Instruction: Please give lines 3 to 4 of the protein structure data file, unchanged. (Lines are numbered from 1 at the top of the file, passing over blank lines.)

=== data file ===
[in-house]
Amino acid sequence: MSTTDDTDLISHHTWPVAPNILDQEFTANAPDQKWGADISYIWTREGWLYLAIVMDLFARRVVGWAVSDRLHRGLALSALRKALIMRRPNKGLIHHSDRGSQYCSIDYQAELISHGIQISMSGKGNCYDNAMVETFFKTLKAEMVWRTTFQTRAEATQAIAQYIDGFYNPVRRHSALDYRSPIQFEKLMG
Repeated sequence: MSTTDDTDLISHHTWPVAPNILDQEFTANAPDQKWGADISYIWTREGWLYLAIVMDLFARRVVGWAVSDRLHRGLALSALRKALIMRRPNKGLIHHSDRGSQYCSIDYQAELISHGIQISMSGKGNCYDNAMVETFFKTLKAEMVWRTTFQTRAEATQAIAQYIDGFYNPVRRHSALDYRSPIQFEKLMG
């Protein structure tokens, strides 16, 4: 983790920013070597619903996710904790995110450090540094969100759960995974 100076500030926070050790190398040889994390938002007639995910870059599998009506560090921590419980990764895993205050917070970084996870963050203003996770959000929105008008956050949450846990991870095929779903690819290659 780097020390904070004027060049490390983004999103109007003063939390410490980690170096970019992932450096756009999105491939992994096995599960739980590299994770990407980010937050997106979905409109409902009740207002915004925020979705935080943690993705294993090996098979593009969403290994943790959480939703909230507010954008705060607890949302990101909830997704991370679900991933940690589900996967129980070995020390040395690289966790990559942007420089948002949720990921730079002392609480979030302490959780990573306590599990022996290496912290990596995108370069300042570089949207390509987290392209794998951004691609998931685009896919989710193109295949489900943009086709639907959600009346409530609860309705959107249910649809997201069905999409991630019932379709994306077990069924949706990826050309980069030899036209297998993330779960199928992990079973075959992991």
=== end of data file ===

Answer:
Repeated sequence: MSTTDDTDLISHHTWPVAPNILDQEFTANAPDQKWGADISYIWTREGWLYLAIVMDLFARRVVGWAVSDRLHRGLALSALRKALIMRRPNKGLIHHSDRGSQYCSIDYQAELISHGIQISMSGKGNCYDNAMVETFFKTLKAEMVWRTTFQTRAEATQAIAQYIDGFYNPVRRHSALDYRSPIQFEKLMG
């Protein structure tokens, strides 16, 4: 983790920013070597619903996710904790995110450090540094969100759960995974 100076500030926070050790190398040889994390938002007639995910870059599998009506560090921590419980990764895993205050917070970084996870963050203003996770959000929105008008956050949450846990991870095929779903690819290659 780097020390904070004027060049490390983004999103109007003063939390410490980690170096970019992932450096756009999105491939992994096995599960739980590299994770990407980010937050997106979905409109409902009740207002915004925020979705935080943690993705294993090996098979593009969403290994943790959480939703909230507010954008705060607890949302990101909830997704991370679900991933940690589900996967129980070995020390040395690289966790990559942007420089948002949720990921730079002392609480979030302490959780990573306590599990022996290496912290990596995108370069300042570089949207390509987290392209794998951004691609998931685009896919989710193109295949489900943009086709639907959600009346409530609860309705959107249910649809997201069905999409991630019932379709994306077990069924949706990826050309980069030899036209297998993330779960199928992990079973075959992991």